“We are proud of Iowa’s leadership in the production and use of renewable energy – both wind energy and biofuels. The RFS provides consumers choices at the fuel pump, and when given that choice, they often choose renewable fuels like ethanol and biodiesel,” said Reynolds. “I renew the bipartisan call from leaders across Iowa, and entire Midwest region, for the Obama Administration to support a robust RFS.”

Iowa is a leader in diversifying our nation’s energy portfolio through the production of renewable fuels, like wind energy and biofuels. Iowa leads the nation in wind power generation and places third behind only Texas and California for wind energy capacity. In 2013, Iowa was ranked among the top 12 states in the nation by the American Council for an Energy-Efficient Economy. Iowa also leads the nation in biofuels production. By supporting a robust RFS, the Obama Administration can diversify our nation’s transportation fuels, add value to commodities grown in rural America, reduce emissions, and provide consumers low-cost choices at the pump.

Highlights of Iowa leaders’ engagement on the RFS include:

  • State and Federal elected officials, including Gov. Branstad and Lt. Governor Reynolds, participated in a “Defend the RFS” event.
  • Gov. Branstad traveled to Washington, DC, joining a small group of Iowa farmers and biofuels producers, to testify at the Federal government’s only public hearing and met with EPA Administrator McCarthy.
  • Gov. Branstad, Lt. Gov. Reynolds, Secretary Bill Northey and the entire Iowa congressional delegation sent a joint letter to Federal leaders advocating for the many benefits that flow from the RFS.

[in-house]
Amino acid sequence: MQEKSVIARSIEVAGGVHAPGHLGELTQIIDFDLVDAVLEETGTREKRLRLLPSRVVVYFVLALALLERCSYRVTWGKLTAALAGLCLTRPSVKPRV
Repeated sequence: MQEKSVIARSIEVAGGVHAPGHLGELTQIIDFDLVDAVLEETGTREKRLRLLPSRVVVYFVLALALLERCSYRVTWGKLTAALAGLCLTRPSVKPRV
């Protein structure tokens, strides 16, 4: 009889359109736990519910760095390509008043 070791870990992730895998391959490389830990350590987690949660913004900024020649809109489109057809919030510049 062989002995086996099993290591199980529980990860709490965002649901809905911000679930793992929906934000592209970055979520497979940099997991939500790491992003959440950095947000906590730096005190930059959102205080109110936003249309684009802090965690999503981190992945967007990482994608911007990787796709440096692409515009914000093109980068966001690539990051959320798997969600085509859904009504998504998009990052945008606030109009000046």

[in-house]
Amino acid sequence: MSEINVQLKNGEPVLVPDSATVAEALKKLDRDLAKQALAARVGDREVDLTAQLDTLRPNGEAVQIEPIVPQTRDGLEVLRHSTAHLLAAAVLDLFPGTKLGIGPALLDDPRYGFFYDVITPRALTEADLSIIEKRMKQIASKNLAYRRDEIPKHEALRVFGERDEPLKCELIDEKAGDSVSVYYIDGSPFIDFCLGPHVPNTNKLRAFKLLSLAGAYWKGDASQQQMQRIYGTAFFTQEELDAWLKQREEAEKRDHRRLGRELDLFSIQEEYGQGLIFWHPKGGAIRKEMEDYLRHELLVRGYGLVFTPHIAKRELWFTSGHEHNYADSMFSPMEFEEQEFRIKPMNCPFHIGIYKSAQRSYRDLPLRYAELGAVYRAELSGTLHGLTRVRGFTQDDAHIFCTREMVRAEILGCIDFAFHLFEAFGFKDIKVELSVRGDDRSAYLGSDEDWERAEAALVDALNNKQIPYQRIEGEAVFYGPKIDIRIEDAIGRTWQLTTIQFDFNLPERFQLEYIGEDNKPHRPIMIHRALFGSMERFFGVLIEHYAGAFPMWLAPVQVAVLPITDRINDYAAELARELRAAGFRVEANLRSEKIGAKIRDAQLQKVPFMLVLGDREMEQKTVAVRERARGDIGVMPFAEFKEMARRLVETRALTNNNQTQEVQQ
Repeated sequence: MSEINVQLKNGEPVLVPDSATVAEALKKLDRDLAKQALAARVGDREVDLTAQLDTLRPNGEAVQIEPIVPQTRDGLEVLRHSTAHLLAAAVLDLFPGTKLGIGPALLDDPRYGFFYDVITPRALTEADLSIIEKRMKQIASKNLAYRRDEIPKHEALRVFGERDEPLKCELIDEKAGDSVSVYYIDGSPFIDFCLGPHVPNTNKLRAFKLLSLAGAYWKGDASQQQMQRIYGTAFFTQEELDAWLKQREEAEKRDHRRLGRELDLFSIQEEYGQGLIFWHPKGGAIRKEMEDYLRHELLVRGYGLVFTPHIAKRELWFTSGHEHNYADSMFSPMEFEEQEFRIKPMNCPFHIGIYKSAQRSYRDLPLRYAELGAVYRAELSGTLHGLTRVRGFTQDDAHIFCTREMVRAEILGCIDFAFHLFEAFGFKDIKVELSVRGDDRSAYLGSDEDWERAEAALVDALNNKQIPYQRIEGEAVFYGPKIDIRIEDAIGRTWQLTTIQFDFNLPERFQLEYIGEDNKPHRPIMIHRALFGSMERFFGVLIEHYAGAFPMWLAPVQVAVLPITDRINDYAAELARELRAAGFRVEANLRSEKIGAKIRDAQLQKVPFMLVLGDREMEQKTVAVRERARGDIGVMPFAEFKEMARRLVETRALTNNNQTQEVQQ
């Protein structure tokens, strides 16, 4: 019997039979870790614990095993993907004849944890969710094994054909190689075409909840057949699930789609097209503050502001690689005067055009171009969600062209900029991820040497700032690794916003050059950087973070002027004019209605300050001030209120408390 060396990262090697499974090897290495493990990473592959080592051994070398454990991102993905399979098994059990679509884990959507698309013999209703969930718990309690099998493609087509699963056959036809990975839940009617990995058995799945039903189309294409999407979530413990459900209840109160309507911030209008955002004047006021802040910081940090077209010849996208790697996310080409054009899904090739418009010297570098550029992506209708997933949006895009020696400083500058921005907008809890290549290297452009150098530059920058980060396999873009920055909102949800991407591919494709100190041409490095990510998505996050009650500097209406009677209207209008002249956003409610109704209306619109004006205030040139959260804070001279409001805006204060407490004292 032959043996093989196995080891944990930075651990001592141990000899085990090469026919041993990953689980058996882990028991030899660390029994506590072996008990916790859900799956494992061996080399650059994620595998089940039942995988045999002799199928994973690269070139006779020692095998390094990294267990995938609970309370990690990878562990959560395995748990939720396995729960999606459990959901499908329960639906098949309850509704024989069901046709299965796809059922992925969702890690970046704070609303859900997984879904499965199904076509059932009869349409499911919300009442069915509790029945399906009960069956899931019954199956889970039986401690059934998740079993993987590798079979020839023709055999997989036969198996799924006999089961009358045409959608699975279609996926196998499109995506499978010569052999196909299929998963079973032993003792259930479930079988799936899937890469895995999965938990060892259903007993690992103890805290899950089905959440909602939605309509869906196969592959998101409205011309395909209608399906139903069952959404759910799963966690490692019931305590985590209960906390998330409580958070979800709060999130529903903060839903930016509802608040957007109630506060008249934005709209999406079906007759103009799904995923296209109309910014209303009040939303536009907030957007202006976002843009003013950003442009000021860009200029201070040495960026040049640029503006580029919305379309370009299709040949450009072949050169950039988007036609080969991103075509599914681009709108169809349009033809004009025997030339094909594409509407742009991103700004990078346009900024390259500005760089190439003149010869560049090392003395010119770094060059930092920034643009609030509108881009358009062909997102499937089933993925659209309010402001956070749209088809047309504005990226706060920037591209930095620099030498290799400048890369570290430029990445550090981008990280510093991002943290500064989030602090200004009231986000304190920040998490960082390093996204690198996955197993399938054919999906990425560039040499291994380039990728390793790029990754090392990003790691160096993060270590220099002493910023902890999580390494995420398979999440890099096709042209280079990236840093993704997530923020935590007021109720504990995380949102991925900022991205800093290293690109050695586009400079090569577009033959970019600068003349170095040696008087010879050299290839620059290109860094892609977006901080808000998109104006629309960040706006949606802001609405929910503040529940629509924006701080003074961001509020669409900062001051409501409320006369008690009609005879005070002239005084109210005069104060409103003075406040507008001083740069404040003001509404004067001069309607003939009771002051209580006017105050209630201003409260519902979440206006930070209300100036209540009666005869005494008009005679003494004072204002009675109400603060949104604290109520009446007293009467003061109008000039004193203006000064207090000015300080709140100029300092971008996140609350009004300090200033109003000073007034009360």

• Gov. Terry Branstad brought together a bipartisan group of six governors to sign on to a letter to President Barack Obama, EPA Administrator Gina McCarthy and United States Secretary of Agriculture Tom Vilsack expressing their support for a strong RFS.
  • Leaders from across the Midwest joined Gov. Branstad and Lt. Gov. Reynolds for their  “Hearing in Heartland,” which was open to all interested citizens; 83 panelists from across the Midwest Region spoke from the heart about the importance of the RFS to their livelihoods and a healthy rural economy while only two individuals expressed opposition to a robust RFS.
  • The Iowa Legislature unanimously passed bicameral, bipartisan resolutions calling for the EPA to reverse course and support a strong RFS. View the resolutions: House Resolution 101 | Senate Resolution 101
  • State of Iowa leaders submitted formal comments to the EPA with current data and analysis that provides Federal leaders the opportunity and obligation to revise their initial volume obligations upward.